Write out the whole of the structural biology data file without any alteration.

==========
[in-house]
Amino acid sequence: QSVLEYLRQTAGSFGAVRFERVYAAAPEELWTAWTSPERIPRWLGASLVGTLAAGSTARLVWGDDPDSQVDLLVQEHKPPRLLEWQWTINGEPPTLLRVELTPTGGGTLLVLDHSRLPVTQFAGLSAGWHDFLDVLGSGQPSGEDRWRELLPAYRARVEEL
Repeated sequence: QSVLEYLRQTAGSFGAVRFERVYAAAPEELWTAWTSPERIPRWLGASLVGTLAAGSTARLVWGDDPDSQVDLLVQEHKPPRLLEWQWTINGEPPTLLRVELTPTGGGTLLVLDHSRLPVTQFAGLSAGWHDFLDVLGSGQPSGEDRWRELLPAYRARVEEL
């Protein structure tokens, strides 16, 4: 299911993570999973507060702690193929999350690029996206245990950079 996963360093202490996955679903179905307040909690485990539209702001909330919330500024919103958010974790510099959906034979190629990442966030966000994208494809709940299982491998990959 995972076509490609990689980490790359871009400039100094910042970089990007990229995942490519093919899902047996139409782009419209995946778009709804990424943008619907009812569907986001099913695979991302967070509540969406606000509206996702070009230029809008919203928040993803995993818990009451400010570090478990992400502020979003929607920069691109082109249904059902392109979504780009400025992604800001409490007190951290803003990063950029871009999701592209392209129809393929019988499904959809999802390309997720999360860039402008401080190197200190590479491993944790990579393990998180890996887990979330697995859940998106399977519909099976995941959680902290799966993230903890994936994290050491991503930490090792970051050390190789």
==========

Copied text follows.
[in-house]
Amino acid sequence: QSVLEYLRQTAGSFGAVRFERVYAAAPEELWTAWTSPERIPRWLGASLVGTLAAGSTARLVWGDDPDSQVDLLVQEHKPPRLLEWQWTINGEPPTLLRVELTPTGGGTLLVLDHSRLPVTQFAGLSAGWHDFLDVLGSGQPSGEDRWRELLPAYRARVEEL
Repeated sequence: QSVLEYLRQTAGSFGAVRFERVYAAAPEELWTAWTSPERIPRWLGASLVGTLAAGSTARLVWGDDPDSQVDLLVQEHKPPRLLEWQWTINGEPPTLLRVELTPTGGGTLLVLDHSRLPVTQFAGLSAGWHDFLDVLGSGQPSGEDRWRELLPAYRARVEEL
């Protein structure tokens, strides 16, 4: 299911993570999973507060702690193929999350690029996206245990950079 996963360093202490996955679903179905307040909690485990539209702001909330919330500024919103958010974790510099959906034979190629990442966030966000994208494809709940299982491998990959 995972076509490609990689980490790359871009400039100094910042970089990007990229995942490519093919899902047996139409782009419209995946778009709804990424943008619907009812569907986001099913695979991302967070509540969406606000509206996702070009230029809008919203928040993803995993818990009451400010570090478990992400502020979003929607920069691109082109249904059902392109979504780009400025992604800001409490007190951290803003990063950029871009999701592209392209129809393929019988499904959809999802390309997720999360860039402008401080190197200190590479491993944790990579393990998180890996887990979330697995859940998106399977519909099976995941959680902290799966993230903890994936994290050491991503930490090792970051050390190789």